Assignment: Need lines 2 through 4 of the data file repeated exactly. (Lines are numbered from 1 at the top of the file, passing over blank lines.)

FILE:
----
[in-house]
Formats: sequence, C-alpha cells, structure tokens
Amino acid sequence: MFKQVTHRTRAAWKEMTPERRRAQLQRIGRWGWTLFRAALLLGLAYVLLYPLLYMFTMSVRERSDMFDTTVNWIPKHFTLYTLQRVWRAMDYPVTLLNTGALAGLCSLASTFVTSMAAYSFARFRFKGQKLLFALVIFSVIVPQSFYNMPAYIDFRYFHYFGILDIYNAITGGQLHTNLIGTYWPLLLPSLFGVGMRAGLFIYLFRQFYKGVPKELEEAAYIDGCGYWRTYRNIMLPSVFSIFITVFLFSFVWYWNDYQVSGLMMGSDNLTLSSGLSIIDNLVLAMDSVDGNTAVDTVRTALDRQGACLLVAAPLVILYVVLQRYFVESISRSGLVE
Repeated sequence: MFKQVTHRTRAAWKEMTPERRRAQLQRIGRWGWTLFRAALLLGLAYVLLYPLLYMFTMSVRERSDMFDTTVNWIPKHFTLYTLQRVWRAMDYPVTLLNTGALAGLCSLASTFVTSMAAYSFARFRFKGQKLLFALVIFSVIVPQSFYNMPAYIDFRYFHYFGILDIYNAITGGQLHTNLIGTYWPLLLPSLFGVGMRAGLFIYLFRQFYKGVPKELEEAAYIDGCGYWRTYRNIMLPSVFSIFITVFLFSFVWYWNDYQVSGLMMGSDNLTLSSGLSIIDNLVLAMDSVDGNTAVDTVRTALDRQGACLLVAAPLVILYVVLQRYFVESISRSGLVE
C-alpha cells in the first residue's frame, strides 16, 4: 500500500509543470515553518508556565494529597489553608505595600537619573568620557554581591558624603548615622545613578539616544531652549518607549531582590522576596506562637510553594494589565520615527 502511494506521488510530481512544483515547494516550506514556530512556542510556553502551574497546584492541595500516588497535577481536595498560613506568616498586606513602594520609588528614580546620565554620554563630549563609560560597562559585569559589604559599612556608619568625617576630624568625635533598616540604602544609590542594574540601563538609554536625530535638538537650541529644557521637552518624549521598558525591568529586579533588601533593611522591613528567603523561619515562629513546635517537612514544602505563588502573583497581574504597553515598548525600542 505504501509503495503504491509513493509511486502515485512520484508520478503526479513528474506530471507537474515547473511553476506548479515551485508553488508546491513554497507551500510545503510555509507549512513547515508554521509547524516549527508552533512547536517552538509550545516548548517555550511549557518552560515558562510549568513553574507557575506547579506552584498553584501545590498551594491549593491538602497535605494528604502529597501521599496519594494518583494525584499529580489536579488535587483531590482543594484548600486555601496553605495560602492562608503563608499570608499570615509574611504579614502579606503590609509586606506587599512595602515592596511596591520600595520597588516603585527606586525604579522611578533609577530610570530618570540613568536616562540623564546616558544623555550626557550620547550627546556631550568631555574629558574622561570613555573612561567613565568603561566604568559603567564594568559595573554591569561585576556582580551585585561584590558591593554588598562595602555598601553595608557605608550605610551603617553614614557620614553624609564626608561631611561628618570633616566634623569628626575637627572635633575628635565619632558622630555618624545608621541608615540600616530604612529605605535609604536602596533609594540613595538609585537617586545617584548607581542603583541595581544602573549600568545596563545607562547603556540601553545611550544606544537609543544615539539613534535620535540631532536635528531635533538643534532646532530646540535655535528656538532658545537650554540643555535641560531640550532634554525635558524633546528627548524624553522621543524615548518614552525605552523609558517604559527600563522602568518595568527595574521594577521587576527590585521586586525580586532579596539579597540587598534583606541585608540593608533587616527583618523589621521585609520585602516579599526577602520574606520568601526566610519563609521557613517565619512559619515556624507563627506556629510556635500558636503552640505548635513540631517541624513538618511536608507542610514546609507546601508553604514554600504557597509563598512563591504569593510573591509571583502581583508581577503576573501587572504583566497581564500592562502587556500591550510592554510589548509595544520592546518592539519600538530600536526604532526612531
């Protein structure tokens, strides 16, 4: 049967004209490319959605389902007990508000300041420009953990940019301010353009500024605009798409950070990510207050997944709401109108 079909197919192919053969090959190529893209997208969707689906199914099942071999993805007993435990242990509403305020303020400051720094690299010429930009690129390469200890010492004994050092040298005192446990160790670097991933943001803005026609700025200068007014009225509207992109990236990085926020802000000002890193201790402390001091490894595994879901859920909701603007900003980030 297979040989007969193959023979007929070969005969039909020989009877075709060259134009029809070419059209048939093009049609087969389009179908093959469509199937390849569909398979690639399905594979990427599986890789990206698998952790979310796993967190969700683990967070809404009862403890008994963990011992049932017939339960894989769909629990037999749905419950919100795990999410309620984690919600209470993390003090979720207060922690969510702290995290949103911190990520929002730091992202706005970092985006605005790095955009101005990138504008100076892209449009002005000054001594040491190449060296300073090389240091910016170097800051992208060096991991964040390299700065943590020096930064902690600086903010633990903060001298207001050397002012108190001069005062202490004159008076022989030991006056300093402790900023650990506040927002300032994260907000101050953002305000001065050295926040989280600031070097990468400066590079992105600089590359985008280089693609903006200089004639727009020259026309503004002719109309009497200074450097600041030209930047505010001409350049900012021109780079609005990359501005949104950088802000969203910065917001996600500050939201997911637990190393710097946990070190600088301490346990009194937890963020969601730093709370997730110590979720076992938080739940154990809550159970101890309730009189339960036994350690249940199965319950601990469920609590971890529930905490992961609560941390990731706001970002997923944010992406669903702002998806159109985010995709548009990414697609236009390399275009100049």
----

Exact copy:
Formats: sequence, C-alpha cells, structure tokens
Amino acid sequence: MFKQVTHRTRAAWKEMTPERRRAQLQRIGRWGWTLFRAALLLGLAYVLLYPLLYMFTMSVRERSDMFDTTVNWIPKHFTLYTLQRVWRAMDYPVTLLNTGALAGLCSLASTFVTSMAAYSFARFRFKGQKLLFALVIFSVIVPQSFYNMPAYIDFRYFHYFGILDIYNAITGGQLHTNLIGTYWPLLLPSLFGVGMRAGLFIYLFRQFYKGVPKELEEAAYIDGCGYWRTYRNIMLPSVFSIFITVFLFSFVWYWNDYQVSGLMMGSDNLTLSSGLSIIDNLVLAMDSVDGNTAVDTVRTALDRQGACLLVAAPLVILYVVLQRYFVESISRSGLVE
Repeated sequence: MFKQVTHRTRAAWKEMTPERRRAQLQRIGRWGWTLFRAALLLGLAYVLLYPLLYMFTMSVRERSDMFDTTVNWIPKHFTLYTLQRVWRAMDYPVTLLNTGALAGLCSLASTFVTSMAAYSFARFRFKGQKLLFALVIFSVIVPQSFYNMPAYIDFRYFHYFGILDIYNAITGGQLHTNLIGTYWPLLLPSLFGVGMRAGLFIYLFRQFYKGVPKELEEAAYIDGCGYWRTYRNIMLPSVFSIFITVFLFSFVWYWNDYQVSGLMMGSDNLTLSSGLSIIDNLVLAMDSVDGNTAVDTVRTALDRQGACLLVAAPLVILYVVLQRYFVESISRSGLVE